Each time you make updates to your website design or are looking to improve your search engine optimization strategy, you will want to take into account common SEO guidelines for 301 Htaccess redirects to make sure you don’t end up with any broken links or inaccessible pages. In this article, we will explain some common guidelines to consider when it comes to 301 Htacess redirects to make updating your website a bit easier.

What is a 301 redirect?

A 301 redirect is a permanent redirect from one URL within a website to another. It is commonly used when making updates to a website’s pages when undergoing a redesign, as well as when changes are made to URLs on a website with the intention to improve search engine optimization strategy. The 301 part refers to the status code of a redirected page, telling a browser that this page has moved permanently. A 301 redirect is a way of indexing, and used to send a visitor from the URL of a previous page to a new URL or website page. Within a full website redesign, 301 redirects will be used when moving all old website pages to the new page designs.

What is an Htacess file?

Htacess stands for hypertext access, and is a type of server configuration file. Each file contains configuration directives towards a server within a directory. In simpler terms, each htaccess file basically gives instructions to a server, which could include passcode requirements for certain areas of a directory, as well as configuration to automatic redirects on certain areas of a website. If you need to update an htaccess file, it is important to ensure the file is properly titled ‘.htaccess’ only.

Common Guidelines for Htaccess 301 Redirects:

Single Page Redirect- Might be used for a new website design or URL link for improved search engine optimization

Redirect 301 /pagename.php http://www.domain.com/pagename.html

Full website redirect- Used for a full redesign of a website

Redirect 301 / http://www.domain.com/

Updating an old to new domain on a website

RewriteEngine on
RewriteBase /
RewriteRule (.*) http://www.newdomain.com/$1 [R=301,L]

Redirects from an old website to new domain with no updates made to the URL path

RewriteEngine on
RewriteCond %{HTTP_HOST} ^example-old\.com$ [NC]
RewriteRule ^(.*)$ http://www.example-new.com/$1 [R=301,L]

If you do not want to pass the path to the new domain, change the last line to:

RewriteRule ^(.*)$ http://www.example-new.com/ [R=301,L]

Redirect from one directory to another- A website directory contains the URLs for all the content on your website. 

Options +FollowSymLinks RewriteEngine On RewriteRule ^(.*)/old-directory/(.*)$ $1/new-directory/$2 [R,L]

Subfolder Redirects- A subdirectory is a part of a URL that contains specific types of content on your website. Within each of these subdirectories are subfolders, which house individual pages that relate to these types of content.

Redirect 301 / http://www.domain.com/subfolder/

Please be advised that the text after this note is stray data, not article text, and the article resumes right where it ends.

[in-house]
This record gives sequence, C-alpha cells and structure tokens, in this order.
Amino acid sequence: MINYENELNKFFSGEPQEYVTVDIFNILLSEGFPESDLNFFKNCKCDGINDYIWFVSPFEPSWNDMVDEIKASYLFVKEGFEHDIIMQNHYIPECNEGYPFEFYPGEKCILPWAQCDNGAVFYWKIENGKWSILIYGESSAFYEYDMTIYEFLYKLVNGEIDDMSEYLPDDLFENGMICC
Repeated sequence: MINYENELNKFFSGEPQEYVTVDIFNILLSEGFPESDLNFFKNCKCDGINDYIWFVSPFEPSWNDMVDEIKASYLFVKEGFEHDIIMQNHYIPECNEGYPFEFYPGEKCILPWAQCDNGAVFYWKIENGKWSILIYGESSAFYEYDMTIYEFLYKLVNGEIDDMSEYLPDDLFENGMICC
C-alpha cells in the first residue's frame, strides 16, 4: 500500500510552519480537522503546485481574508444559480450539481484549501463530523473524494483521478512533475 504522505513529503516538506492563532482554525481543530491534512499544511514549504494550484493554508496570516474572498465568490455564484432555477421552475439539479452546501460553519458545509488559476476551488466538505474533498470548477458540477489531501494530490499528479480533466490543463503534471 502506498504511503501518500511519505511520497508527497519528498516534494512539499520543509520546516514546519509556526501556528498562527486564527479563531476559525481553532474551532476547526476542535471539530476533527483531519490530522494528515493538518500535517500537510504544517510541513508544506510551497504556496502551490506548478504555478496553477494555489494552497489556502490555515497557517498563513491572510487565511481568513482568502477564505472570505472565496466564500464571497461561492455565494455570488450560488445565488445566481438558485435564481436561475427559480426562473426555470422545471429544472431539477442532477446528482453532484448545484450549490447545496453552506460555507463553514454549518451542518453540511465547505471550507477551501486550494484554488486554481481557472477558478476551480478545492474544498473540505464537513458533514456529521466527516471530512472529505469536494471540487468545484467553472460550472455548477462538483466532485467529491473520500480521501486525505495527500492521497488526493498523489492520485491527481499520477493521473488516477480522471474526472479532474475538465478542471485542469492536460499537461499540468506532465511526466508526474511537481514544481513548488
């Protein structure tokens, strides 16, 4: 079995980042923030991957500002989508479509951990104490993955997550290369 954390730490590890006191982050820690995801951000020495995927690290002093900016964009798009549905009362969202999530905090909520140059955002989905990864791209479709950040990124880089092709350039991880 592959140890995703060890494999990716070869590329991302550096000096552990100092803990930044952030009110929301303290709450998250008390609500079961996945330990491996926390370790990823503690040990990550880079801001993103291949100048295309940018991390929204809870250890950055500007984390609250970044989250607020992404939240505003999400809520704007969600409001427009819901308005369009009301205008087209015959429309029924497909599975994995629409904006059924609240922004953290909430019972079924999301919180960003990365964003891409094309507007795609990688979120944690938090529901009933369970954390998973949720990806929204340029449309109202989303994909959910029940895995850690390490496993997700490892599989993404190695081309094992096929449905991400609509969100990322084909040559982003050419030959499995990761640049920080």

Redirects to a www subdomain- A subdomain is an additional part of your domain name that allows for better organization and navigation to different sections within a website. Some examples of a subdomain might include a website store or blog.

RewriteEngine on
RewriteBase /
rewritecond %{http_host} ^domain.com [nc]
rewriterule ^(.*)$ http://www.domain.com/$1 [r=301,nc]

Redirects from a blog subdomain to a folder- You may want to set up a redirect if you want a website blog to be housed as a folder within your content as opposed to its own subdomain.

Options +FollowSymLinks
RewriteEngine On
RewriteCond %{REQUEST_URI}/ blog
RewriteRule ^(.*) http://www.somewhere.com/%{REQUEST_URI} [R=302,NC]
RewriteRule ^(.*) http://www.somewhere.com/blog/%{REQUEST_URI} [R=302,NC]

File extension redirects- File extensions provide a way of labeling names of files to allow you to keep track of them and the content they contain. The last part of the file name is used for indication of what that type of file is. When making updates to a website, you will want these files to redirect appropriately to the updated file extension name.

RedirectMatch 301 (.*)\.html$ http://www.domain.com$1.php

Redirects from HTTPs to HTTPs to avoid duplicate content- Updating your website to include an HTTPs security certificate will help protect visitor privacy and  information from data theft.

RewriteEngine on
RewriteCond %{HTTPS} on
RewriteRule (.*) https://%{HTTP_HOST}%{REQUEST_URI}

Adding a trailing slash to a URL- A trailing slash is the slash located at the end of a URL link that is used to mark a directory on a website.

RewriteCond %{REQUEST_FILENAME} !-f 
RewriteCond %{REQUEST_URI} !(.*)/$ 
RewriteRule ^(.*)$ http://www.example.com/$1/ [R=301,L]

By using the 301 redirect guidelines mentioned above for different projects on your website design, you will ensure each website page redirects correctly and to the correct piece of content. Some common 301 redirects mentioned above include full and single page redirects, redirects to new domains, and redirects within a directory, subfolder, and file extension on your website, all of which are important to pay close attention to when making any updates to your website in order to provide a great online experience.

Alliance Interactive is a Washington DC based full service digital agency providing website design and development improvements for clients in a number of different industries. Our team of experts can help with a number of different development projects, from everything to domain updates to full website design overhauls and CMS system migrations.